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Inspection carried out on 5 December 2016

During a routine inspection

This inspection took place on 5 December 2016 and was unannounced. The home at 330 Westward Road provides accommodation for six people who require personal care. There were five people living in the home at the time of our inspection. The home provided personal care and support for people with learning disabilities. The home had a lounge and a kitchen/dining room area, and six bedrooms set across two floors. People could freely move around the home and had access to a secure and private back garden.

There was a registered manager in post. A registered manager is a person who has registered with the Care Quality Commission to manage the service. Like registered providers, they are ‘registered persons’. Registered persons have legal responsibility for meeting the requirements in the Health and Social Care Act 2008 and associated regulations about how the service is run.

People required various levels of support. Some people were independent in their personal care, managing their medicines and activities in the community, whilst others needed full support from staff. They had access to a variety of activities in the home and in the local community. Staff supported people to contribute towards daily activities and cleaning chores around the home.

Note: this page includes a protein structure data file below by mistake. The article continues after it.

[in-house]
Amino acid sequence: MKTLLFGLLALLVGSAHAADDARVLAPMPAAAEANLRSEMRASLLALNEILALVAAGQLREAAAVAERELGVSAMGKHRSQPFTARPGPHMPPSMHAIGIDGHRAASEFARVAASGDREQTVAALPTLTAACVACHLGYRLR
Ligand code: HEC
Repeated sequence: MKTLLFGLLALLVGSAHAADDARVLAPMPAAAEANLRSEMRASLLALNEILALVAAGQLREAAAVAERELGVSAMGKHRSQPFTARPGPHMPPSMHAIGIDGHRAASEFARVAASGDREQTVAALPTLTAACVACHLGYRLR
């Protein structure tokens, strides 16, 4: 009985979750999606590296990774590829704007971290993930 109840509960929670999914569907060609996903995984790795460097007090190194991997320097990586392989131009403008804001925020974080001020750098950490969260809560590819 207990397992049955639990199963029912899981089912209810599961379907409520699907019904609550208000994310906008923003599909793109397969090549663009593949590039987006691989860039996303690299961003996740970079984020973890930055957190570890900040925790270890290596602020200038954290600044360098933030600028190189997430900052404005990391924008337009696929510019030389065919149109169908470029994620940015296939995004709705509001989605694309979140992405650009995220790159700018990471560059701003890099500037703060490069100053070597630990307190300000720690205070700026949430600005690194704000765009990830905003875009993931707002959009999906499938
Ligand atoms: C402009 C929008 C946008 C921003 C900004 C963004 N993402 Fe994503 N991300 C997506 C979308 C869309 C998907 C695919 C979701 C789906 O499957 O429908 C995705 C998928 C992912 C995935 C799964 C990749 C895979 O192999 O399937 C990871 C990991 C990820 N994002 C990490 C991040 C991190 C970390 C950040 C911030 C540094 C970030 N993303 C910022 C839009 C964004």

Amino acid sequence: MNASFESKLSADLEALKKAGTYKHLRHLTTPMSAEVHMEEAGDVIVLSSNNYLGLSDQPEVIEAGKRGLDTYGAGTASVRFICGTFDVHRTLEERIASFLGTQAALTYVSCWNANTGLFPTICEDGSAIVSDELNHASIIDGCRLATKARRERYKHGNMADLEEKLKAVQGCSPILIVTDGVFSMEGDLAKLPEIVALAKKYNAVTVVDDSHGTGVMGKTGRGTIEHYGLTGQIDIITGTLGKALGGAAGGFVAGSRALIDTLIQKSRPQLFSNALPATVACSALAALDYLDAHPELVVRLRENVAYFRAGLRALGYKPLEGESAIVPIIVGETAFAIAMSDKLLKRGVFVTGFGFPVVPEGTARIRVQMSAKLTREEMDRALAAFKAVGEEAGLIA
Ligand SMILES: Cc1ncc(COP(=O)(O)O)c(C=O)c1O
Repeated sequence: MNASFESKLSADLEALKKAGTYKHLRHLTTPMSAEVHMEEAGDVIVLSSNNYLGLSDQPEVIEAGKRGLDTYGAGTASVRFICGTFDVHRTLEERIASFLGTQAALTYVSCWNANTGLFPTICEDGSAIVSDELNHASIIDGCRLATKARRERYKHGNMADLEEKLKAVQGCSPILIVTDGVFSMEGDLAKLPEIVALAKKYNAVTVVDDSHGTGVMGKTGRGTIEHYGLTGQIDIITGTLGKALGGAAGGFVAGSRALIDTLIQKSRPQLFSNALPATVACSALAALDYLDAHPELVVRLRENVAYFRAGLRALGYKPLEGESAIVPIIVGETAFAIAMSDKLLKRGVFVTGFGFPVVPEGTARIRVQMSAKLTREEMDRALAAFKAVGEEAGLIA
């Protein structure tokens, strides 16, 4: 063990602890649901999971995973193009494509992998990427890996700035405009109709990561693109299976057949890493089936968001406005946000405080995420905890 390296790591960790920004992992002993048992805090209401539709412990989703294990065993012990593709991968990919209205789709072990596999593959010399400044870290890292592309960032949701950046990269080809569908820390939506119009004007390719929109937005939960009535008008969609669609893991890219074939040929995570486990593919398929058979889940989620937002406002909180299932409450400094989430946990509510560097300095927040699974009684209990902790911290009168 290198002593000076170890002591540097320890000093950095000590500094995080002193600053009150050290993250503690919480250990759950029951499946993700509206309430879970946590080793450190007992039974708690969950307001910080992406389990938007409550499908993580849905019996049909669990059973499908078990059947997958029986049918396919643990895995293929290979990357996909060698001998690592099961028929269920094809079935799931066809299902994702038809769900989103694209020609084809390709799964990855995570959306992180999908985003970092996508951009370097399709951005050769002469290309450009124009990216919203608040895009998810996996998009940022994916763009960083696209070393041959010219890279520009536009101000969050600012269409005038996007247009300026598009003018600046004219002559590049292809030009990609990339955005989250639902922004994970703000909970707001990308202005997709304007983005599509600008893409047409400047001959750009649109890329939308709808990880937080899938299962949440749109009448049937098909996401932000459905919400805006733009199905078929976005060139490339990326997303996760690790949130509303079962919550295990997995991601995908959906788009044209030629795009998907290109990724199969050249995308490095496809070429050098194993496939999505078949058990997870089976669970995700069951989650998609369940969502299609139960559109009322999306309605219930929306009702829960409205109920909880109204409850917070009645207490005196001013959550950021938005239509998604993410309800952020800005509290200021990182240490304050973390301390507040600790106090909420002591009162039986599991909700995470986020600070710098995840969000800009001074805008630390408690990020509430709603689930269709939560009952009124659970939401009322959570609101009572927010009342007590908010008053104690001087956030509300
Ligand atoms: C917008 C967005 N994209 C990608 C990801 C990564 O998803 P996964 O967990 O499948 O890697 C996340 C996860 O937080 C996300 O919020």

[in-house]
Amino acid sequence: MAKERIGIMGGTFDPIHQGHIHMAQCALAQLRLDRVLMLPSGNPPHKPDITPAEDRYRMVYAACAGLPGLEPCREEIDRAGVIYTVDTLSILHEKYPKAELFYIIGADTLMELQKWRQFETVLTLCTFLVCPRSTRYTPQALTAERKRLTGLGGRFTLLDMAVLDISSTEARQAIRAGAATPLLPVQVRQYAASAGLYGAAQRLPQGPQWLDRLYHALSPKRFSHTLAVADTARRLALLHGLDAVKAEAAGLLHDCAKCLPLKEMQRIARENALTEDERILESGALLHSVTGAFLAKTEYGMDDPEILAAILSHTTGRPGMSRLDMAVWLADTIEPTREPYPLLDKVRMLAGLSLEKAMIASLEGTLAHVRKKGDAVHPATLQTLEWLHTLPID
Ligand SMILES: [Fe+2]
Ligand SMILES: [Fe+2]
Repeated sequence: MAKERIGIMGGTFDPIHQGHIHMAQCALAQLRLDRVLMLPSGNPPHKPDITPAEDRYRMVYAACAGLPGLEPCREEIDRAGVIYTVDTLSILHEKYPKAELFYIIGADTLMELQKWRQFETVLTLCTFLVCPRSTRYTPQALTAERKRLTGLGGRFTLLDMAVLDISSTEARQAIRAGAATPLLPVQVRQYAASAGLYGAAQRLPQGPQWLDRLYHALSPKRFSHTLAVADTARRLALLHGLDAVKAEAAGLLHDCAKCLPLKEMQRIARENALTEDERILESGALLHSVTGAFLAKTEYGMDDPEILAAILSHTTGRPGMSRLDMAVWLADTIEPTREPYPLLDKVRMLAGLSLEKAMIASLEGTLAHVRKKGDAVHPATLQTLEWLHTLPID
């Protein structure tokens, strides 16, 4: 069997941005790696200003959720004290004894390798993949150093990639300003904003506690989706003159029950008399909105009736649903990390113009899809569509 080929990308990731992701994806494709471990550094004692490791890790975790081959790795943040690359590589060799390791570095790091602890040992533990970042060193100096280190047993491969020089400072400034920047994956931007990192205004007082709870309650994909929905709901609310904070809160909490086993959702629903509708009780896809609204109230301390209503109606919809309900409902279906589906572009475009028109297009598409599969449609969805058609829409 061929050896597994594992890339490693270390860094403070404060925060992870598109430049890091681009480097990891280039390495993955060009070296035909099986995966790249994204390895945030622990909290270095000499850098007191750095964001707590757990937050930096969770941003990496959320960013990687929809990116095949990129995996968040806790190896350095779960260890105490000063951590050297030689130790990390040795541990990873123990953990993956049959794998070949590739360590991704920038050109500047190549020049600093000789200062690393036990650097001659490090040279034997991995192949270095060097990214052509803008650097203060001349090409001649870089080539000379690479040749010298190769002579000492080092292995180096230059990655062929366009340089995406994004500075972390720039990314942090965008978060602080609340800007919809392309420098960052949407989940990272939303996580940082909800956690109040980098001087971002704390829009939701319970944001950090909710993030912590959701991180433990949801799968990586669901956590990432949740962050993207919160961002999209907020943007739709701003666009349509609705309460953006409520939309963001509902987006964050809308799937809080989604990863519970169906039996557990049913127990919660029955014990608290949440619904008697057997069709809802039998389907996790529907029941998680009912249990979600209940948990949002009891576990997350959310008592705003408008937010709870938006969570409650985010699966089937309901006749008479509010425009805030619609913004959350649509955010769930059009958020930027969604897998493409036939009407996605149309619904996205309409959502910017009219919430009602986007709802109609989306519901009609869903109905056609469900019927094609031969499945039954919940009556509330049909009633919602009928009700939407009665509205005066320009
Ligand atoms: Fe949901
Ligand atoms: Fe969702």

People felt safe living at the home. They were cared for by staff who were kind and caring. Staff understood their responsibility to protect people from harm and support them to manage their risks.

Staff were aware of their responsibilities to report any accidents, incidents or safeguarding concerns. They showed concern for people’s wellbeing in a caring and meaningful way and responded to their needs quickly. People’s care records showed relevant health and social care professionals were involved with people’s care. People received their medicines as prescribed by staff who had been trained in the management of their medicines.

People were involved in the planning for their support. Their support plans were personalised and reflected their support needs and preferences. However, people’s daily activities and well-being were not consistently recorded. Where there had been some shortfalls in the recordings of people’s risks, daily activities and medicines this was addressed immediately.

Staff understood the importance in providing choices to people and acting in people’s best interests. They were encouraged to contribute towards the planning, shopping and preparation of their meals. There were adequate numbers of staff to support people in the home and attend activities in the community. Systems were in place to ensure new staff were appropriately recruited. Staff were suitably trained and supported to carry out their role.